Polish Sue and British Poles are delighted to invite you to celebrate The Polish Constitution Day of 3rd of May with #PLHeritageDays under the patronage of His Excellency The Ambassador of the Republic of Poland to the United Kingdom professor Arkady Rzegocki.
This events include the interview with Dr Bożena Laskiewicz, an active charity fundraiser , and a founder of a major Polish charity as well as a doctor.
At nearly 80 years old – Dr Bożena Laskiewicz – is still very busy every day taking care of others. A doctor of medicine, charity fundraiser and the founder of The Medical Aid for Poland Fund, she personally knew Sue Ryder and met Mother Teresa of Calcutta, She worked with Sue Ryder closely on many charity events and initiatives for the good of Poland.
The Medical Aid for Poland Fund was founded 40 years ago to help the sick and needy in Poland. In August 1981, in the midst of the Polish people’s struggle against communism, the Federation of Poles in Great Britain received a letter from Solidarity Chairman Lech Wałęsa appealing for medical aid. In September Dr Bożena Laskiewicz and her colleagues sent the first container of supplies from London to Poland.
On 13 December 1981 General Jaruzelski declared Martial Law and sent tanks on to the streets of Poland. The Medical Aid for Poland Fund sent the first three trucks of aid in January and two in February 1982.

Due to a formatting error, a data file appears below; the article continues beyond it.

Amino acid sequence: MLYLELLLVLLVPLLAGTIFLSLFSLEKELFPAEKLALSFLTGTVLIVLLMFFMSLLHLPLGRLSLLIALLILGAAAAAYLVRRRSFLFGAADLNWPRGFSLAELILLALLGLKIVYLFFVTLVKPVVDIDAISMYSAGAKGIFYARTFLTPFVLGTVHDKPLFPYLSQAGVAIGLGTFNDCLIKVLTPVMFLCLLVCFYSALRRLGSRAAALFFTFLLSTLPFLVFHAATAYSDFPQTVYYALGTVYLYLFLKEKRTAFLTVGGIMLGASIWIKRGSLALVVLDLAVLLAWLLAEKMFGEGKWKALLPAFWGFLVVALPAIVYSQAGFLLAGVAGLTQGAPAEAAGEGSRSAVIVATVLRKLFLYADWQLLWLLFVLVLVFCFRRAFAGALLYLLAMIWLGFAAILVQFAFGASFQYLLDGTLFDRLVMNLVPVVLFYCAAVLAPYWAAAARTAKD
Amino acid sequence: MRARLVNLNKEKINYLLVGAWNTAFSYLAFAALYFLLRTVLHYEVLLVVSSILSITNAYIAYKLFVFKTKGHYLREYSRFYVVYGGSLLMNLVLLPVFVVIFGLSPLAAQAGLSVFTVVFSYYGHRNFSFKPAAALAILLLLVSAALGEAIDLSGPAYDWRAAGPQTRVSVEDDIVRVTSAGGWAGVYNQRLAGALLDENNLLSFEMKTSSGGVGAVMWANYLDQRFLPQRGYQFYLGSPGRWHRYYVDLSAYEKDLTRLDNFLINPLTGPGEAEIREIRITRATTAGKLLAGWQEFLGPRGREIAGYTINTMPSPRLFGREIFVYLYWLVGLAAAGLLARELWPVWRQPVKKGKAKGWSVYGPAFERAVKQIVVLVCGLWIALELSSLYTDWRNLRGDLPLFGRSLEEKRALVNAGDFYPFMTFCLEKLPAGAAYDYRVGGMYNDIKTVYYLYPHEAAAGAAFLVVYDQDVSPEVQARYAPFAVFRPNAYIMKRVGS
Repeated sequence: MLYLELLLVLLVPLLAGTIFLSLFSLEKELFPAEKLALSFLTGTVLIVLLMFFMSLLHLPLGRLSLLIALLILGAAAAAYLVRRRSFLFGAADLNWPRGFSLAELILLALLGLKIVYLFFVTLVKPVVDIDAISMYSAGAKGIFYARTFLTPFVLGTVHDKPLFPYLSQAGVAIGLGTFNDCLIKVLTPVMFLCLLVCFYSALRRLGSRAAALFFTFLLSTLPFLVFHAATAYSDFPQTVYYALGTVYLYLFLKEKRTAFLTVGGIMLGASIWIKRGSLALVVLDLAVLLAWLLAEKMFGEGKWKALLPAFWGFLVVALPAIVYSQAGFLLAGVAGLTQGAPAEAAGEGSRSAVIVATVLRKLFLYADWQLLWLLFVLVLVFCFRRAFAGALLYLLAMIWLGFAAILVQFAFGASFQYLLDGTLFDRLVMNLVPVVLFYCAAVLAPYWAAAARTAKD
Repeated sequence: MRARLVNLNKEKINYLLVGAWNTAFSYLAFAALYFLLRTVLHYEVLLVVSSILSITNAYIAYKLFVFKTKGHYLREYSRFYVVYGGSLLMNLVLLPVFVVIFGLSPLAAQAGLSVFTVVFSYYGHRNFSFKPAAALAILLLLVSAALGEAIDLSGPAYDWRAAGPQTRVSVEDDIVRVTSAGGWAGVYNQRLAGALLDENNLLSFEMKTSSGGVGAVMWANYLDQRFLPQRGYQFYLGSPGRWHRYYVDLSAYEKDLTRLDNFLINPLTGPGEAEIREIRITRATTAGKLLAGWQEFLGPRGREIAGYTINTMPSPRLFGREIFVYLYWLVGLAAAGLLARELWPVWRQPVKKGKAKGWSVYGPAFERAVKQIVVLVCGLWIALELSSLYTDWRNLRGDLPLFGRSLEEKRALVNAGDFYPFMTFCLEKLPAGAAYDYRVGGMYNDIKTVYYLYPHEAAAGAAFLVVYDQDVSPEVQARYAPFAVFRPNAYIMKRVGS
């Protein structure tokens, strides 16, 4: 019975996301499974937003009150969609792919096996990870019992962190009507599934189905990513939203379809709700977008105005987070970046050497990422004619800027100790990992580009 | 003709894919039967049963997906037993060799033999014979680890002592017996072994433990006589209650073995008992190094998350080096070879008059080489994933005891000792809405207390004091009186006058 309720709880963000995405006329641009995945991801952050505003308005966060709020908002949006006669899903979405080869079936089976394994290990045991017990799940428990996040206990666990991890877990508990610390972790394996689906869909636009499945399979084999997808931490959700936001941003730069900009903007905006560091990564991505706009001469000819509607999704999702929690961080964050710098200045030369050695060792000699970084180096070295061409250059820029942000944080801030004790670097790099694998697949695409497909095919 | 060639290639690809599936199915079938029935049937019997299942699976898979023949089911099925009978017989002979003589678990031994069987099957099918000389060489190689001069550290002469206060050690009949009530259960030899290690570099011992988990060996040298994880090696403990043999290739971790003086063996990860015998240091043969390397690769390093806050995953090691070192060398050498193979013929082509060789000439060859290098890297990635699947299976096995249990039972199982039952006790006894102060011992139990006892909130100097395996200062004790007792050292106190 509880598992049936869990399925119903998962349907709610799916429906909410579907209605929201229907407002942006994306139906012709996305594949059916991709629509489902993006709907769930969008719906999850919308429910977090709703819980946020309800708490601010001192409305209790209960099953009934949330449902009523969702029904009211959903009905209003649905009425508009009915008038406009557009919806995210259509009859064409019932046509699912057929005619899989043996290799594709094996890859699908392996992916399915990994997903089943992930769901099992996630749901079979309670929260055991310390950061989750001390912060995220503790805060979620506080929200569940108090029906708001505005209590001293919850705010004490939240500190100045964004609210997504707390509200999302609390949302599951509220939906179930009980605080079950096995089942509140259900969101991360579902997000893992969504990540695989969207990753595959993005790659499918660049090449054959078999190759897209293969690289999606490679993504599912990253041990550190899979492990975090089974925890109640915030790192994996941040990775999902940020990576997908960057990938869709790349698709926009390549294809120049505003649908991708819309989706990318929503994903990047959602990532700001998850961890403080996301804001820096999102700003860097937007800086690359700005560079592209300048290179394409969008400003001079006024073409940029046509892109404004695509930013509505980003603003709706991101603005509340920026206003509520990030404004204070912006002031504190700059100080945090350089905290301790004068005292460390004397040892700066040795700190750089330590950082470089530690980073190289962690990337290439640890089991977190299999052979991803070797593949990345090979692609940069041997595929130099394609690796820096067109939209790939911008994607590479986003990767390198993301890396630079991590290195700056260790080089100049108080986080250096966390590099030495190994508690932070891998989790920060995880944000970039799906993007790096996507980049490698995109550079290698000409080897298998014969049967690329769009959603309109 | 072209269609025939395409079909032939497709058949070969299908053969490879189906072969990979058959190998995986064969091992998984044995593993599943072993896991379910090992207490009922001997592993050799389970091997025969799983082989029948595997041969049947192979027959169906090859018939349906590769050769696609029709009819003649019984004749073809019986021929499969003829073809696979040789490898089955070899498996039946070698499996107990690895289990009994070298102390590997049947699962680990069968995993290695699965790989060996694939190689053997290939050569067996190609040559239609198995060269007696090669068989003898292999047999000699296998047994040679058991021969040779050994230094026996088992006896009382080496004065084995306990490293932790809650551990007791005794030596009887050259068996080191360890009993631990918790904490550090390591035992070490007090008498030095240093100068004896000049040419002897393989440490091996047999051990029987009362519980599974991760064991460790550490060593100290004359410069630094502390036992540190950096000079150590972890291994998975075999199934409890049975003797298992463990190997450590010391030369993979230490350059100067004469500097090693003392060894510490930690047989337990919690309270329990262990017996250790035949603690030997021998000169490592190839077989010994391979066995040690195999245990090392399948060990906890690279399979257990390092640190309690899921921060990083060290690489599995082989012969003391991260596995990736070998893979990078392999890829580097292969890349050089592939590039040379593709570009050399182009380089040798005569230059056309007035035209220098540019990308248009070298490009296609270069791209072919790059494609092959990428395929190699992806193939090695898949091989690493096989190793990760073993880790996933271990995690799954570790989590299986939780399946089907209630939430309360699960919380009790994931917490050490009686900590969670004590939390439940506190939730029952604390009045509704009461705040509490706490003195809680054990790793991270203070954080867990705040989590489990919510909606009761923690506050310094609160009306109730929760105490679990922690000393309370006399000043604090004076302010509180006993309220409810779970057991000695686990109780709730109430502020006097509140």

In total the Fund sent 335 trucks. In 1988, free at last, Wałęsa was able to come, see one off, and thank Dr Laskiewicz and others in the Fund.
Today The Charity raises funds to purchase medical supplies and equipment. Not only hospitals, but also care homes, children’s homes, special schools and on some occasions individuals in need are helped. The range of assistance is wide: medicines, wheelchairs, prostheses (artificial limbs), insulin pumps, incontinence pads, drugs, rehabilitation equipment, rehabilitation courses for handicapped children, orthopaedic equipment, hearing aids, subsidising a children’s eye clinic, oxygen tents, specialist beds, and many others.
Some of the volunteers working for MAPF are still those who were active when the Fund started in the 1980s.
There is a great need for a younger generation to become involved if the organisation is to continue, and on present showing it looks as if there may still be a need for it in the years to come, even though Poland is in the European Union. Luckily a wealthy élite has formed in the post-communist years and the Fund look forward to some new wealth spreading down to the poor.
Join us for the day of excitement, music and interesting talks!
WHEN: May 3rd, 4.00PM
FACEBOOK EVENT: here
LINK TO THE INTERVIEW: here